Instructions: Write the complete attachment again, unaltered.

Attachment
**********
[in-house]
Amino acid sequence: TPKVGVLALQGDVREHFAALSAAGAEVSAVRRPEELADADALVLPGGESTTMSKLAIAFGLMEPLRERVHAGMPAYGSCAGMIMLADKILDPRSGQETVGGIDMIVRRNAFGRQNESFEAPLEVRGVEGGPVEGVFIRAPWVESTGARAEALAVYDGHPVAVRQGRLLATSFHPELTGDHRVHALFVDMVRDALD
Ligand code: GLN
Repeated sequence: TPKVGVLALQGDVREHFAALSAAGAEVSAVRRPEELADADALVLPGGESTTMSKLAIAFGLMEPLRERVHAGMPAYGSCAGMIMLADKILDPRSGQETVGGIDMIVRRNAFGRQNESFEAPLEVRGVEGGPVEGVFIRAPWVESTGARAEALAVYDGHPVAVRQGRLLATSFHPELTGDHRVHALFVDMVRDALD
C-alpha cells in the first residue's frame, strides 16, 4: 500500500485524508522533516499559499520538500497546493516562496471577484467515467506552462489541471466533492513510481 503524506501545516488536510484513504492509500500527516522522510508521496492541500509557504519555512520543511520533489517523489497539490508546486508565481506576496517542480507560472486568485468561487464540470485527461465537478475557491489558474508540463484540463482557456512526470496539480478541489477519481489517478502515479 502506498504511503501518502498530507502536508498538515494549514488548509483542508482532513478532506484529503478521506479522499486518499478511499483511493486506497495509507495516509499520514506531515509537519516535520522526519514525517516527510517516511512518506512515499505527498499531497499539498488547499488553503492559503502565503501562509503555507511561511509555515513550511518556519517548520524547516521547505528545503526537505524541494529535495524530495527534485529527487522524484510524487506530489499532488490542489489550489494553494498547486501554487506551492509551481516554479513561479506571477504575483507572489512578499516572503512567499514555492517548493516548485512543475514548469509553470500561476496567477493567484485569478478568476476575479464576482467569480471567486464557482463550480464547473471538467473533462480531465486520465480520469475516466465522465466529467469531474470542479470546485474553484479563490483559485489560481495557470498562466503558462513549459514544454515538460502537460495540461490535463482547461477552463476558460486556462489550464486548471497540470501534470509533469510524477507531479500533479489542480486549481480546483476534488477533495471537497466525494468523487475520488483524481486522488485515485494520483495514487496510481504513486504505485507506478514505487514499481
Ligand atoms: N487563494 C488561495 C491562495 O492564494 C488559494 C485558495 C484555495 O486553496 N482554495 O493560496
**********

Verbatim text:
[in-house]
Amino acid sequence: TPKVGVLALQGDVREHFAALSAAGAEVSAVRRPEELADADALVLPGGESTTMSKLAIAFGLMEPLRERVHAGMPAYGSCAGMIMLADKILDPRSGQETVGGIDMIVRRNAFGRQNESFEAPLEVRGVEGGPVEGVFIRAPWVESTGARAEALAVYDGHPVAVRQGRLLATSFHPELTGDHRVHALFVDMVRDALD
Ligand code: GLN
Repeated sequence: TPKVGVLALQGDVREHFAALSAAGAEVSAVRRPEELADADALVLPGGESTTMSKLAIAFGLMEPLRERVHAGMPAYGSCAGMIMLADKILDPRSGQETVGGIDMIVRRNAFGRQNESFEAPLEVRGVEGGPVEGVFIRAPWVESTGARAEALAVYDGHPVAVRQGRLLATSFHPELTGDHRVHALFVDMVRDALD
C-alpha cells in the first residue's frame, strides 16, 4: 500500500485524508522533516499559499520538500497546493516562496471577484467515467506552462489541471466533492513510481 503524506501545516488536510484513504492509500500527516522522510508521496492541500509557504519555512520543511520533489517523489497539490508546486508565481506576496517542480507560472486568485468561487464540470485527461465537478475557491489558474508540463484540463482557456512526470496539480478541489477519481489517478502515479 502506498504511503501518502498530507502536508498538515494549514488548509483542508482532513478532506484529503478521506479522499486518499478511499483511493486506497495509507495516509499520514506531515509537519516535520522526519514525517516527510517516511512518506512515499505527498499531497499539498488547499488553503492559503502565503501562509503555507511561511509555515513550511518556519517548520524547516521547505528545503526537505524541494529535495524530495527534485529527487522524484510524487506530489499532488490542489489550489494553494498547486501554487506551492509551481516554479513561479506571477504575483507572489512578499516572503512567499514555492517548493516548485512543475514548469509553470500561476496567477493567484485569478478568476476575479464576482467569480471567486464557482463550480464547473471538467473533462480531465486520465480520469475516466465522465466529467469531474470542479470546485474553484479563490483559485489560481495557470498562466503558462513549459514544454515538460502537460495540461490535463482547461477552463476558460486556462489550464486548471497540470501534470509533469510524477507531479500533479489542480486549481480546483476534488477533495471537497466525494468523487475520488483524481486522488485515485494520483495514487496510481504513486504505485507506478514505487514499481
Ligand atoms: N487563494 C488561495 C491562495 O492564494 C488559494 C485558495 C484555495 O486553496 N482554495 O493560496